Through this very simple exchange, and without embarrassing or angering the juror, you've just made your record to justify a challenge for cause.
"A countryman between two lawyers is like a fish between two cats."
Made to Stick, by Chip Heath and Dan Heath, is not written by lawyers, about lawyers, or for lawyers. But it is one of the most important books that any lawyer can ever read.
The book is about why some ideas and messages "stick" in the minds of an audience and some don't. A "sticky" idea is memorable, effective, and persuasive. The authors explain the psychology of persuasion in plain English, and they offer dozens of examples of ideas that stick, and ideas that don't. They talk about using stories and concrete examples to make complicated concepts and abstract notions seem tangible and easily grasped. The book is short and it's a quick read.
This is incredibly valuable stuff for people who have to persuade skeptical strangers for a living, e.g. litigators.
In my humble opinion, the cross-examinations by Vinnie Gambini in My Cousin Vinny represent just about the finest courtroom advocacy ever depicted in cinema. For example:
Q. Hey, Mr. Crane, what are these pictures of?
A. My house and stuff.
Q. Your house and stuff. And what is this brown stuff on the windows?
Q: Dirt? What is this rusty, dusty, dirty-looking thing over your window?
A: It's a screen.
Q: A screen? It's a screen. And what are these big things right in the middle of your view, from the middle of your window to the Sack O' Suds? What do we call these big things?
Q: Trees, that's right. Don't be afraid. Just shout 'em right out when you know 'em. Now, what are these thousands of little things that are on trees?
Q: And these bushy things between the trees?
Q: Bushes, right. So, Mr. Crane, you could positively identify the defendants for a moment of two seconds looking through this dirty window, this crud-covered screen, these trees with all these leaves on them, and I don't know how many bushes.
A: Looks like five.
Q: Ah ah, don't forget this one and this one.
A: Seven bushes.
Q: So, what do you think? Do you think it's possible you just saw two guys in a green convertible, and not necessarily these two particular guys?
A: I suppose.
This is textbook cross-examination. He asks short leading questions, one fact at a time, using plain English, and he keeps building by adding one additional fact per question until his grand finale. He doesn't yell at the witness, and he even uses demonstrative exhibits effectively. The last question may have been one too many, but it worked in the movie.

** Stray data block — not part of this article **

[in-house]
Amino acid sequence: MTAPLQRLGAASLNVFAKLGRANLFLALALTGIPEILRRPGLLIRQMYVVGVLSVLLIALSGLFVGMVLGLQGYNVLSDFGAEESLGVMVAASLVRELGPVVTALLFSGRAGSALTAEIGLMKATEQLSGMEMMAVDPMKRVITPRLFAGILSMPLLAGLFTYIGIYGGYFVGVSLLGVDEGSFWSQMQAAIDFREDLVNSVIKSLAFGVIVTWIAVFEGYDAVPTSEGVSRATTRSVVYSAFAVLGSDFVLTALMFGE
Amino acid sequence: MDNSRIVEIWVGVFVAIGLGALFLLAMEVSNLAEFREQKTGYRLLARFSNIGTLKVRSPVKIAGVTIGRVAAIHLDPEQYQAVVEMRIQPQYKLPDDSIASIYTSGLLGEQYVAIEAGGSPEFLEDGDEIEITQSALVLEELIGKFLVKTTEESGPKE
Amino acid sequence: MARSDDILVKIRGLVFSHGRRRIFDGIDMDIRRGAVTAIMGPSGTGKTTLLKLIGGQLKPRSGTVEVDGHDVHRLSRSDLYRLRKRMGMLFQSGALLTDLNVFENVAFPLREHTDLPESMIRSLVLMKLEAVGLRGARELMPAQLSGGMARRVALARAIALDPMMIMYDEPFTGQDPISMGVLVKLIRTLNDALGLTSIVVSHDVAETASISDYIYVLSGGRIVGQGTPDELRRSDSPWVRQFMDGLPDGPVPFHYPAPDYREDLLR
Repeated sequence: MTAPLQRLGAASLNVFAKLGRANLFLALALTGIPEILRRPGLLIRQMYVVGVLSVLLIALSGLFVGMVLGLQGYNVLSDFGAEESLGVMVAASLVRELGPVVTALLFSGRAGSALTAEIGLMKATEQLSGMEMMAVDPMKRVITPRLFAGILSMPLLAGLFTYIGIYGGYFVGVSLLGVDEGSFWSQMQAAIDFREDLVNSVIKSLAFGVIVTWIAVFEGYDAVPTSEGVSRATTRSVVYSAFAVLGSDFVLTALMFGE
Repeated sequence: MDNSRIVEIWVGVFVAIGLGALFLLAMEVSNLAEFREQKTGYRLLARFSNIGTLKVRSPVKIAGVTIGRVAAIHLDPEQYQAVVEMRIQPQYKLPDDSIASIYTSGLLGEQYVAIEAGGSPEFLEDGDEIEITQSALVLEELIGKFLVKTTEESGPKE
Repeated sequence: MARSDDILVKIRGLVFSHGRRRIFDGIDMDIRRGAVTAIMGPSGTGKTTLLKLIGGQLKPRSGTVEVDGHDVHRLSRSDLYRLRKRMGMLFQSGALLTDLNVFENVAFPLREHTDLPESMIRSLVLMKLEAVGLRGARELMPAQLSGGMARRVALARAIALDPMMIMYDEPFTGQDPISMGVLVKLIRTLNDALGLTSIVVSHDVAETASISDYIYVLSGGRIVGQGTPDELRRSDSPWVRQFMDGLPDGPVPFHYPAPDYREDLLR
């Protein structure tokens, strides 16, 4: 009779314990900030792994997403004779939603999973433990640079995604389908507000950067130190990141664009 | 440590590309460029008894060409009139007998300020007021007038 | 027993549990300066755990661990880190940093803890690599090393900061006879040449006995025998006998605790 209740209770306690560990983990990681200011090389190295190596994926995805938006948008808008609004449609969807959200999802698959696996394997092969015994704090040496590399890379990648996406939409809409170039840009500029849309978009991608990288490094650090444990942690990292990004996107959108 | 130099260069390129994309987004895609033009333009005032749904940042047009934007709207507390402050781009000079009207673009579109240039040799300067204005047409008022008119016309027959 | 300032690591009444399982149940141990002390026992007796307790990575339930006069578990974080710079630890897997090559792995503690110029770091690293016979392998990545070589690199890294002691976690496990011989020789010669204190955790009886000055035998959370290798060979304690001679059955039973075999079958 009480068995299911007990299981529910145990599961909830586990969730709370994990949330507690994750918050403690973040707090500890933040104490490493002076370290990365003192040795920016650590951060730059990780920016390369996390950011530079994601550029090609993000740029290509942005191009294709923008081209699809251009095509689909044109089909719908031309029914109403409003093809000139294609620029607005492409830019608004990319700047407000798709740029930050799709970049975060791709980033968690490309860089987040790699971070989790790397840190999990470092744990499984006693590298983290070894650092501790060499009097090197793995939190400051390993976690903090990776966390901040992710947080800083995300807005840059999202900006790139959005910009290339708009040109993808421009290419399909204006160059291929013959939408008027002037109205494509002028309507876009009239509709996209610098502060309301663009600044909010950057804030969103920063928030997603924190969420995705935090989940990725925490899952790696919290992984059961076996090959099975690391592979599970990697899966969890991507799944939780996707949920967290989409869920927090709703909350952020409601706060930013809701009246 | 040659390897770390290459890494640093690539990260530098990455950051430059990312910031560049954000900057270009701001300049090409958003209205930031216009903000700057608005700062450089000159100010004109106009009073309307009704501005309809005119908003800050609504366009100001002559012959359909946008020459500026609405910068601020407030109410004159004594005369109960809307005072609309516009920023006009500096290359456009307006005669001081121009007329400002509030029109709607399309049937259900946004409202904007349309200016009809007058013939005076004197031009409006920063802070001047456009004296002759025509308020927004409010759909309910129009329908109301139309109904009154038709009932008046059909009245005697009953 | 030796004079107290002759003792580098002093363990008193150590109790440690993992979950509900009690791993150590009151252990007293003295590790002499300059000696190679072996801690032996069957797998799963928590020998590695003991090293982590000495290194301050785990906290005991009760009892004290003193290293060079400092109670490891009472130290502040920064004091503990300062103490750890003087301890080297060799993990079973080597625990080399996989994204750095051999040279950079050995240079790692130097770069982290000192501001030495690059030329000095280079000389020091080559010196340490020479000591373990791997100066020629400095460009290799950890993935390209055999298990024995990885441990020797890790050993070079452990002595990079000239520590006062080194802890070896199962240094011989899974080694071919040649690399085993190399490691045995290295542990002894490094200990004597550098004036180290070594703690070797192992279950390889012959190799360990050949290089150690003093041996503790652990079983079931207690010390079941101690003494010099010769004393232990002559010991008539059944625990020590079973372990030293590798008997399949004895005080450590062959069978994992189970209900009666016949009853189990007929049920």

Wired Magazine reports on a ruling from a California court that an employee's emails from a work computer to his or her lawyer are not covered by the attorney-client privilege:
… [T]he e-mails sent via company computer under the circumstances of this case were akin to consulting her lawyer in her employer’s conference room, in a loud voice, with the door open, so that any reasonable person would expect that their discussion of her complaints about her employer would be overheard[.]
Interesting development with pretty wide ramifications.
Interesting piece in USA Today on how a personal injury firm is making creative use of iPads:
The tablet PCs — which are given back to the law firm when a case is over — are used as so-called "red phones" that allow clients to contact either attorney if they have a question or want more information about their case. The iPads also help the attorneys build high-tech presentations that they use to help settle cases before they end up in court, the lawyers say.
Are you using iPads in your practice?
Mornings are a great time for getting things done. You’re less likely to be interrupted than you are later in the day. Your supply of willpower is fresh after a good night’s sleep. That makes it possible to turn personal priorities like exercise or strategic thinking into reality.
Good article in Fast Company about making the most of your mornings. Important for lawyers who spend their 9 to 5 putting out fires and returning calls/emails.